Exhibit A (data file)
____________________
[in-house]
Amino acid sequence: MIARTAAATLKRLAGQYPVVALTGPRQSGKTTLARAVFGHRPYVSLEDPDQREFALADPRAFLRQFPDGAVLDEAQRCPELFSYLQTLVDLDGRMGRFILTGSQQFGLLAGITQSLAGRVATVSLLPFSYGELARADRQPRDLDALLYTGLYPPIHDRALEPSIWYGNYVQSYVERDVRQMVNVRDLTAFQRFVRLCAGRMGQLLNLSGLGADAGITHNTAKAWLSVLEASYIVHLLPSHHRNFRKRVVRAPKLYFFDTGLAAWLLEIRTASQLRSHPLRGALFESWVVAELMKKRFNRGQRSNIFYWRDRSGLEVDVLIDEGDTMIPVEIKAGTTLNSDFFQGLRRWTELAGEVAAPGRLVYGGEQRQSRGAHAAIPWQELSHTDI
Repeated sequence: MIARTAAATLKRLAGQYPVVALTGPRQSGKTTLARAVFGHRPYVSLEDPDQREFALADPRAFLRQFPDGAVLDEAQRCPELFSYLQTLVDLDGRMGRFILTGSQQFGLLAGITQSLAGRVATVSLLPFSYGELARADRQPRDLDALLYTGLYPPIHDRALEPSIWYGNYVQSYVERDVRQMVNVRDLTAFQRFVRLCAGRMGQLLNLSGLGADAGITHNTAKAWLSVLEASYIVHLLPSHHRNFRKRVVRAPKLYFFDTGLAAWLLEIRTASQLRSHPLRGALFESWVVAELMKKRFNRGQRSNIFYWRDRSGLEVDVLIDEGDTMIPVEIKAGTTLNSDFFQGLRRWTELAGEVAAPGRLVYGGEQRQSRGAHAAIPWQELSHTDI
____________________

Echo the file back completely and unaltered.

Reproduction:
[in-house]
Amino acid sequence: MIARTAAATLKRLAGQYPVVALTGPRQSGKTTLARAVFGHRPYVSLEDPDQREFALADPRAFLRQFPDGAVLDEAQRCPELFSYLQTLVDLDGRMGRFILTGSQQFGLLAGITQSLAGRVATVSLLPFSYGELARADRQPRDLDALLYTGLYPPIHDRALEPSIWYGNYVQSYVERDVRQMVNVRDLTAFQRFVRLCAGRMGQLLNLSGLGADAGITHNTAKAWLSVLEASYIVHLLPSHHRNFRKRVVRAPKLYFFDTGLAAWLLEIRTASQLRSHPLRGALFESWVVAELMKKRFNRGQRSNIFYWRDRSGLEVDVLIDEGDTMIPVEIKAGTTLNSDFFQGLRRWTELAGEVAAPGRLVYGGEQRQSRGAHAAIPWQELSHTDI
Repeated sequence: MIARTAAATLKRLAGQYPVVALTGPRQSGKTTLARAVFGHRPYVSLEDPDQREFALADPRAFLRQFPDGAVLDEAQRCPELFSYLQTLVDLDGRMGRFILTGSQQFGLLAGITQSLAGRVATVSLLPFSYGELARADRQPRDLDALLYTGLYPPIHDRALEPSIWYGNYVQSYVERDVRQMVNVRDLTAFQRFVRLCAGRMGQLLNLSGLGADAGITHNTAKAWLSVLEASYIVHLLPSHHRNFRKRVVRAPKLYFFDTGLAAWLLEIRTASQLRSHPLRGALFESWVVAELMKKRFNRGQRSNIFYWRDRSGLEVDVLIDEGDTMIPVEIKAGTTLNSDFFQGLRRWTELAGEVAAPGRLVYGGEQRQSRGAHAAIPWQELSHTDI